Inductors and LED Drivers: What You Need to Know

By Barry Manz, Contributing Editor
[Sponsored by Coilcraft]

The LED has become fundamental—and important—element in automotive design. That’s why it’s more critical than ever to specify the right inductor for the driver.

Although light-emitting diodes (LEDs) first appeared in cars and trucks for interior or exterior lighting, they’re rapidly replacing every light source in the vehicle including headlights—even on models lower in a vehicle manufacturer’s lineup. However, rather than simply a bulb, LED lights are systems. In addition to the LED itself, its driver circuit typically uses a dc-dc converter in which the inductor provides energy storage, and thus is one of the most important components in any design.

The wide acceptance of LEDs is due in large measure to their high efficiency, small size and weight, and ability to deliver much higher brightness levels using high-brightness types. They’re also “green” devices, consuming an estimated 200 mL of fuel per 100 km and 4 g less CO2 emissions, far less than their incandescent and halogen counterparts. Furthermore, the use of LEDs in electric and hybrid vehicles can significantly reduce power consumption from the battery.

Selecting Inductors to Drive LEDs

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LED lighting is an exciting and fast growing application. LEDs can provide low cost, reliable lighting for a wide variety of applications ranging from architectural and automotive to signage and handheld devices. The designer faces the challenge of choosing from a vast array of LED manufacturers and device styles. Equally challenging can be the selection of components for the LED driver circuit. Fortunately powerful tools are available that greatly facilitate the power inductor selection.

Download App Note

Although other types of converters can be used for LEDs, switch-mode converters are well-suited for automotive applications in addition to many others. The most common examples are:

Buck converter: This simple type of step-down converter is very common and reduces the dc output voltage to a value lower than the input voltage and generally requires a single inductor.

Boost converter: These circuits step-up a dc input voltage to a higher level at the output while reducing current. A single inductor is used as the storage element. The boost converter is one of the most common types used in LED lighting applications.

Buck-boost converter: This circuit combines the two types above to provide an output voltage either higher or lower than the input voltage with the output voltage inverted. This type also requires inductors.

SEPIC: A single-ended primary inductance converter (SEPIC) is essentially a boost converter followed by a buck-boost converter. However, it allows the output voltage to be the same as, lower, or higher than the input voltage, while output polarity of both remains the same. These circuits typically require two identical inductors, with the dual-winding type preferred because of their smaller footprint, lower leakage inductance, and ability to increase overall circuit efficiency.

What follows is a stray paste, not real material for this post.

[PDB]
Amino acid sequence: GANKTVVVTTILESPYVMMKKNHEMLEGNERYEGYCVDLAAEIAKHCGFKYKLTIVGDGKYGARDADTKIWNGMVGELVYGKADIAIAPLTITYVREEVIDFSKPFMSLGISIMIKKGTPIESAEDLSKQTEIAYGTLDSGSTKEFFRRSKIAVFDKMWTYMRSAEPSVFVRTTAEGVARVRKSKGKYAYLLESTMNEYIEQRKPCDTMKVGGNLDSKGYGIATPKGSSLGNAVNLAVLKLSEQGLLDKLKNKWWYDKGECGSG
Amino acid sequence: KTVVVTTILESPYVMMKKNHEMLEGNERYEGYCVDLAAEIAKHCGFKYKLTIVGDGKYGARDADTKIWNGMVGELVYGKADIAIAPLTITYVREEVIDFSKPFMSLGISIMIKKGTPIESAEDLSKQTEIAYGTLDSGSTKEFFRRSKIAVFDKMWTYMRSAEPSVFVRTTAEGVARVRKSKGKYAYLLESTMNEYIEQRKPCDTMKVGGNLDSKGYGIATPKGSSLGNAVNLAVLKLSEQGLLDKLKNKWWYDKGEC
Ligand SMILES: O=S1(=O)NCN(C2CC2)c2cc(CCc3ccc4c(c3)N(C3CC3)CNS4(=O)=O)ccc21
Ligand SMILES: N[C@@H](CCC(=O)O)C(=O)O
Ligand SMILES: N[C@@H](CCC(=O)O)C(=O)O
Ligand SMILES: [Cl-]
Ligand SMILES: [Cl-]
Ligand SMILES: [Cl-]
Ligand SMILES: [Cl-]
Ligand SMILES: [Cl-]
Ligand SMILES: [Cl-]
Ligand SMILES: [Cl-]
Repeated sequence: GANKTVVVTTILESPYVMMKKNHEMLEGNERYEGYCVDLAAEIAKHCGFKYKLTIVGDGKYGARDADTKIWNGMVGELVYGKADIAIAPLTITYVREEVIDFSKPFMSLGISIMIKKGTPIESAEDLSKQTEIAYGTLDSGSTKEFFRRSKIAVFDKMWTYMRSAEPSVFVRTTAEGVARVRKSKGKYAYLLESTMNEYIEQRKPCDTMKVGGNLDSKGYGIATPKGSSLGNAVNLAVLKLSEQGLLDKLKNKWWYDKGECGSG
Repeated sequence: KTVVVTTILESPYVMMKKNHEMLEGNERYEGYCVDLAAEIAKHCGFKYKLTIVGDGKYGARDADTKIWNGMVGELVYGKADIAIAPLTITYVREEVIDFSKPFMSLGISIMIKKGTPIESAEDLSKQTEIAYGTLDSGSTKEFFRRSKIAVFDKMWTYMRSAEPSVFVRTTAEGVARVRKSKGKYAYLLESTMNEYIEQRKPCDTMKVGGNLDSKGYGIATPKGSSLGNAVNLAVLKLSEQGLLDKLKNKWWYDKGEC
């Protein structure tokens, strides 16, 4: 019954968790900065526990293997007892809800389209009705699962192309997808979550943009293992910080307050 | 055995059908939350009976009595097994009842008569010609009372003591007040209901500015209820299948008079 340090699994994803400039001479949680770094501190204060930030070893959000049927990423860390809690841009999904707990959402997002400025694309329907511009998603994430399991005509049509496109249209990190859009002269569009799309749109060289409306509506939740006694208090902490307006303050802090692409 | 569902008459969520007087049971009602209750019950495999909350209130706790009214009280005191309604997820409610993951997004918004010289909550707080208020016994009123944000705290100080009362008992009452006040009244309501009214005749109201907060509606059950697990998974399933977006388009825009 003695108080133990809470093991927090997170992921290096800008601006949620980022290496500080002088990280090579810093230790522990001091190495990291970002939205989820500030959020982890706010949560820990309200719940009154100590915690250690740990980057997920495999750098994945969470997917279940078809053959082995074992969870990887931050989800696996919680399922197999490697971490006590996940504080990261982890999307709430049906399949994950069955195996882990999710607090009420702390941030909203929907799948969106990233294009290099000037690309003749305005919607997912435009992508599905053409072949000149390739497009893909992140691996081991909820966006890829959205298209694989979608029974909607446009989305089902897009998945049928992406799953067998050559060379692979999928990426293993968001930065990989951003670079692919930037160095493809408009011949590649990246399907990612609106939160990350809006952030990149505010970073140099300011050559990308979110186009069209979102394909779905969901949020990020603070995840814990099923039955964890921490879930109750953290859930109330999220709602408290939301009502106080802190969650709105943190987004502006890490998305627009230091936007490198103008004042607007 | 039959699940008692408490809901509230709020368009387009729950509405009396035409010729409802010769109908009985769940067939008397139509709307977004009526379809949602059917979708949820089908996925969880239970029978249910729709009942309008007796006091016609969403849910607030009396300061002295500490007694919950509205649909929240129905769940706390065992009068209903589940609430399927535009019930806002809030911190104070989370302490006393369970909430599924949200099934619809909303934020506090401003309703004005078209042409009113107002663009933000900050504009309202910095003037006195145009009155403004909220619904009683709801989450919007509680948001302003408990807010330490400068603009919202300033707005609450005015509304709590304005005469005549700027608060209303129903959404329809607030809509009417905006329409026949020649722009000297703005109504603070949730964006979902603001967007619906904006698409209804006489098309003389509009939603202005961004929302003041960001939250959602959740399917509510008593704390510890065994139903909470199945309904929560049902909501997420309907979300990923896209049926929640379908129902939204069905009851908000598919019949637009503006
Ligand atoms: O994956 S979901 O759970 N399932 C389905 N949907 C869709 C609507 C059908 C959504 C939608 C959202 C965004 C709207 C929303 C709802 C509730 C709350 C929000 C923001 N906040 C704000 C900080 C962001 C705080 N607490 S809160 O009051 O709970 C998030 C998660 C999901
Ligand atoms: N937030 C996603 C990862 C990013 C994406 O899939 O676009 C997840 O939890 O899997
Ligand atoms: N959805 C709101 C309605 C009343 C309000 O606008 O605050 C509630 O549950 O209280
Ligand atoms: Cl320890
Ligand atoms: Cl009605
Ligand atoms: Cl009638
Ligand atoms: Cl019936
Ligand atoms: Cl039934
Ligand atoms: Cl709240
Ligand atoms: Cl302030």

Flyback converter: This type of converter provides isolation, energy storage, and voltage scaling, and can deliver more than one output voltage in different polarities by using tapped windings. It electrically functions as two inductors with a common core, but opposite polarity windings.

Forward converter: This type uses a transformer to either increase or decrease the output voltage while providing isolation for the load, and can provide multiple voltages simultaneously with different polarities. It doesn’t use an inductor for energy storage, and schematically looks much like a flyback converter but is more efficient.

Choosing the Topology

The dc-dc switch-mode converters used in LED drivers require energy to be stored during their operation, and because an inductor inherently provides this function, it’s a critical component. For example, the converters need to operate over as wide a voltage range as possible. That’s complicated by the fact that when the battery is charged or while it’s charging, cell voltage is greater than the output voltage.

This means that the cell voltage will be less than the desired output voltage at the end of the discharge cycle, effectively eliminating the possibility of using a buck or boost converter. A more desirable choice is the SEPIC topology, as it allows voltage to step up or down in voltage. The storage characteristics of coupled inductors help achieve this, which is why this approach is becoming very popular in both automotive and general LED lighting applications.

It’s logical to think that a passive component like an inductor should be easy to specify in any application. Just the opposite is true, though, especially for LED driver applications, because its contribution to overall performance is significant.

Specifying the most desirable inductor for an LED driver can obviously be done by the usual, time-consuming process. However, Coilcraft’s dc-dc converter inductor selector tool, which can be found on the company’s website, makes it possible to choose the correct inductors by simply adding a variety of values. More information is available about this tool in the company’s “Selecting Inductors to Drive LEDs” application note, which illustrates how it can be used.

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